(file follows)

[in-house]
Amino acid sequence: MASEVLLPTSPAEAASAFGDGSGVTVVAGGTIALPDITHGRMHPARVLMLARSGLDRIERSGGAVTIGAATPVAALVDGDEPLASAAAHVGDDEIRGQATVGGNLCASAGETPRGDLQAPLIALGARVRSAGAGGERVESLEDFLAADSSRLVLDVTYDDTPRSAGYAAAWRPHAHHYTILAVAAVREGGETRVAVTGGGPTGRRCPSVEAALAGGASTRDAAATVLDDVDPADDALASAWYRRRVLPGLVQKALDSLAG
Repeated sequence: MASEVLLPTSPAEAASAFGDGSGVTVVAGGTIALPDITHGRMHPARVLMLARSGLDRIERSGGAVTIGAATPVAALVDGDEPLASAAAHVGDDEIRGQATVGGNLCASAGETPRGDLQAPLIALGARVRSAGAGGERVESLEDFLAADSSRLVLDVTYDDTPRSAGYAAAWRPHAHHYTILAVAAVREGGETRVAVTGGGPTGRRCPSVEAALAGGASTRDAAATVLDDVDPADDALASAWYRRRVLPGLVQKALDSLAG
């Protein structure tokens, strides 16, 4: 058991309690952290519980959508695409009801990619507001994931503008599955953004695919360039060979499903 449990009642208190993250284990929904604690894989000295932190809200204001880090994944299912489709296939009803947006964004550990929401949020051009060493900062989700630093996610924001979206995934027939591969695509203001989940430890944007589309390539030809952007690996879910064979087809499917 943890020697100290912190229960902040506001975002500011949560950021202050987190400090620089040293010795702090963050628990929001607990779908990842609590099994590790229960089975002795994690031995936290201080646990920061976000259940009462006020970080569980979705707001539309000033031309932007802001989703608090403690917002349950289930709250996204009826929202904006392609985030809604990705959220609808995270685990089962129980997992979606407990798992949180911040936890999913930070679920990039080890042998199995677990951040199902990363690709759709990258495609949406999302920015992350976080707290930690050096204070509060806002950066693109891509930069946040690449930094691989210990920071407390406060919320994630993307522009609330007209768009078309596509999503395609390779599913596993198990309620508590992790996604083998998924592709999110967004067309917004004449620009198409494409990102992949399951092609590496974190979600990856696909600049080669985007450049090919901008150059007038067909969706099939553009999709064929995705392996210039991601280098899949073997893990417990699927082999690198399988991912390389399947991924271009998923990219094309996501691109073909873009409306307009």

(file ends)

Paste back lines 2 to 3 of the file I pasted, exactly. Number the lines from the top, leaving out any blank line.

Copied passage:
Amino acid sequence: MASEVLLPTSPAEAASAFGDGSGVTVVAGGTIALPDITHGRMHPARVLMLARSGLDRIERSGGAVTIGAATPVAALVDGDEPLASAAAHVGDDEIRGQATVGGNLCASAGETPRGDLQAPLIALGARVRSAGAGGERVESLEDFLAADSSRLVLDVTYDDTPRSAGYAAAWRPHAHHYTILAVAAVREGGETRVAVTGGGPTGRRCPSVEAALAGGASTRDAAATVLDDVDPADDALASAWYRRRVLPGLVQKALDSLAG
Repeated sequence: MASEVLLPTSPAEAASAFGDGSGVTVVAGGTIALPDITHGRMHPARVLMLARSGLDRIERSGGAVTIGAATPVAALVDGDEPLASAAAHVGDDEIRGQATVGGNLCASAGETPRGDLQAPLIALGARVRSAGAGGERVESLEDFLAADSSRLVLDVTYDDTPRSAGYAAAWRPHAHHYTILAVAAVREGGETRVAVTGGGPTGRRCPSVEAALAGGASTRDAAATVLDDVDPADDALASAWYRRRVLPGLVQKALDSLAG